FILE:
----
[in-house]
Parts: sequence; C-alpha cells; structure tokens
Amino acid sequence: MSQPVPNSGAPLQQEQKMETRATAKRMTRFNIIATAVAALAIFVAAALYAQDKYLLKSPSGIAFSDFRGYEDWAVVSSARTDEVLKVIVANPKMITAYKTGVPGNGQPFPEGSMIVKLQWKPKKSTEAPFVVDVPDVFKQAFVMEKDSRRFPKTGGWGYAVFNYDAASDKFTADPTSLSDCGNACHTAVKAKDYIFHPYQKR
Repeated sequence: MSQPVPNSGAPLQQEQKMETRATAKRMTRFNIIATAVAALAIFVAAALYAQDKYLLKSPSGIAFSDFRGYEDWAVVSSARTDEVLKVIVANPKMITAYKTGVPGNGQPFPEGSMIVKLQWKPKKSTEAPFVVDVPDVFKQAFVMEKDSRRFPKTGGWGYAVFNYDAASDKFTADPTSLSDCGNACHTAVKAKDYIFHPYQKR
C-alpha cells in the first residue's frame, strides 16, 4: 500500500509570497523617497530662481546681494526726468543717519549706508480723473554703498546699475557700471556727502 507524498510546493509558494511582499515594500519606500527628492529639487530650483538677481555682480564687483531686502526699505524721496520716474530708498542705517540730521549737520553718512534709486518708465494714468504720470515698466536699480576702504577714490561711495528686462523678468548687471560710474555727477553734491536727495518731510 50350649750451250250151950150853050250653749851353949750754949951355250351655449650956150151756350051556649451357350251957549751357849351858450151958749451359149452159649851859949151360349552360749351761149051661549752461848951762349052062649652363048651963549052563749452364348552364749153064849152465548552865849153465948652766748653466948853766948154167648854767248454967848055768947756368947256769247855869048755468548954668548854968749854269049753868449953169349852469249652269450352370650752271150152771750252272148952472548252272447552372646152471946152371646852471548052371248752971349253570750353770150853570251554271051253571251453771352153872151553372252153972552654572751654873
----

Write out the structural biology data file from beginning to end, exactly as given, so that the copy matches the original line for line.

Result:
[in-house]
Parts: sequence; C-alpha cells; structure tokens
Amino acid sequence: MSQPVPNSGAPLQQEQKMETRATAKRMTRFNIIATAVAALAIFVAAALYAQDKYLLKSPSGIAFSDFRGYEDWAVVSSARTDEVLKVIVANPKMITAYKTGVPGNGQPFPEGSMIVKLQWKPKKSTEAPFVVDVPDVFKQAFVMEKDSRRFPKTGGWGYAVFNYDAASDKFTADPTSLSDCGNACHTAVKAKDYIFHPYQKR
Repeated sequence: MSQPVPNSGAPLQQEQKMETRATAKRMTRFNIIATAVAALAIFVAAALYAQDKYLLKSPSGIAFSDFRGYEDWAVVSSARTDEVLKVIVANPKMITAYKTGVPGNGQPFPEGSMIVKLQWKPKKSTEAPFVVDVPDVFKQAFVMEKDSRRFPKTGGWGYAVFNYDAASDKFTADPTSLSDCGNACHTAVKAKDYIFHPYQKR
C-alpha cells in the first residue's frame, strides 16, 4: 500500500509570497523617497530662481546681494526726468543717519549706508480723473554703498546699475557700471556727502 507524498510546493509558494511582499515594500519606500527628492529639487530650483538677481555682480564687483531686502526699505524721496520716474530708498542705517540730521549737520553718512534709486518708465494714468504720470515698466536699480576702504577714490561711495528686462523678468548687471560710474555727477553734491536727495518731510 50350649750451250250151950150853050250653749851353949750754949951355250351655449650956150151756350051556649451357350251957549751357849351858450151958749451359149452159649851859949151360349552360749351761149051661549752461848951762349052062649652363048651963549052563749452364348552364749153064849152465548552865849153465948652766748653466948853766948154167648854767248454967848055768947756368947256769247855869048755468548954668548854968749854269049753868449953169349852469249652269450352370650752271150152771750252272148952472548252272447552372646152471946152371646852471548052371248752971349253570750353770150853570251554271051253571251453771352153872151553372252153972552654572751654873